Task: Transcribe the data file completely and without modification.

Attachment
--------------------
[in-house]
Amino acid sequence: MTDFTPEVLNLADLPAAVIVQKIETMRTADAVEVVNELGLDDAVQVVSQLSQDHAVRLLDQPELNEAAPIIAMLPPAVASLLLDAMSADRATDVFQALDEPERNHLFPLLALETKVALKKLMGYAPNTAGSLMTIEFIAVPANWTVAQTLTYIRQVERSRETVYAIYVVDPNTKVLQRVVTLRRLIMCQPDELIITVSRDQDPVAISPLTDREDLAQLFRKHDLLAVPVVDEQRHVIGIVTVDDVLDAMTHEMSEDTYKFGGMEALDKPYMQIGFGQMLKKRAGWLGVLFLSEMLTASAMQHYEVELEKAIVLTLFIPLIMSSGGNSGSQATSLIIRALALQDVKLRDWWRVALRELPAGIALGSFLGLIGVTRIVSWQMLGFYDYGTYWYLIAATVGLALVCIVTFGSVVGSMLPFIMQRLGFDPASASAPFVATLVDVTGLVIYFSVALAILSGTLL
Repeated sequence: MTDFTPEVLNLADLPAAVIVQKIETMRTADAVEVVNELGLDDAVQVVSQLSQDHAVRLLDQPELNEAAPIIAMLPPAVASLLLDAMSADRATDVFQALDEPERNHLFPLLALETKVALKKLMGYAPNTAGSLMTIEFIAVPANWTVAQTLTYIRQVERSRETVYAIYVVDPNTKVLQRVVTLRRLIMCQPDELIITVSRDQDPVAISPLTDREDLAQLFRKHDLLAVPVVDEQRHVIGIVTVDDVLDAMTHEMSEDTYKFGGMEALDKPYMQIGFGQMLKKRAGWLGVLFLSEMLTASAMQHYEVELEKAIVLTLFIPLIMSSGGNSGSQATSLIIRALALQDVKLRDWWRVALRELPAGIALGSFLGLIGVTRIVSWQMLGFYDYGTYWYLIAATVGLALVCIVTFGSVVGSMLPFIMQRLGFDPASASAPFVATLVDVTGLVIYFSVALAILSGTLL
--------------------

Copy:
[in-house]
Amino acid sequence: MTDFTPEVLNLADLPAAVIVQKIETMRTADAVEVVNELGLDDAVQVVSQLSQDHAVRLLDQPELNEAAPIIAMLPPAVASLLLDAMSADRATDVFQALDEPERNHLFPLLALETKVALKKLMGYAPNTAGSLMTIEFIAVPANWTVAQTLTYIRQVERSRETVYAIYVVDPNTKVLQRVVTLRRLIMCQPDELIITVSRDQDPVAISPLTDREDLAQLFRKHDLLAVPVVDEQRHVIGIVTVDDVLDAMTHEMSEDTYKFGGMEALDKPYMQIGFGQMLKKRAGWLGVLFLSEMLTASAMQHYEVELEKAIVLTLFIPLIMSSGGNSGSQATSLIIRALALQDVKLRDWWRVALRELPAGIALGSFLGLIGVTRIVSWQMLGFYDYGTYWYLIAATVGLALVCIVTFGSVVGSMLPFIMQRLGFDPASASAPFVATLVDVTGLVIYFSVALAILSGTLL
Repeated sequence: MTDFTPEVLNLADLPAAVIVQKIETMRTADAVEVVNELGLDDAVQVVSQLSQDHAVRLLDQPELNEAAPIIAMLPPAVASLLLDAMSADRATDVFQALDEPERNHLFPLLALETKVALKKLMGYAPNTAGSLMTIEFIAVPANWTVAQTLTYIRQVERSRETVYAIYVVDPNTKVLQRVVTLRRLIMCQPDELIITVSRDQDPVAISPLTDREDLAQLFRKHDLLAVPVVDEQRHVIGIVTVDDVLDAMTHEMSEDTYKFGGMEALDKPYMQIGFGQMLKKRAGWLGVLFLSEMLTASAMQHYEVELEKAIVLTLFIPLIMSSGGNSGSQATSLIIRALALQDVKLRDWWRVALRELPAGIALGSFLGLIGVTRIVSWQMLGFYDYGTYWYLIAATVGLALVCIVTFGSVVGSMLPFIMQRLGFDPASASAPFVATLVDVTGLVIYFSVALAILSGTLL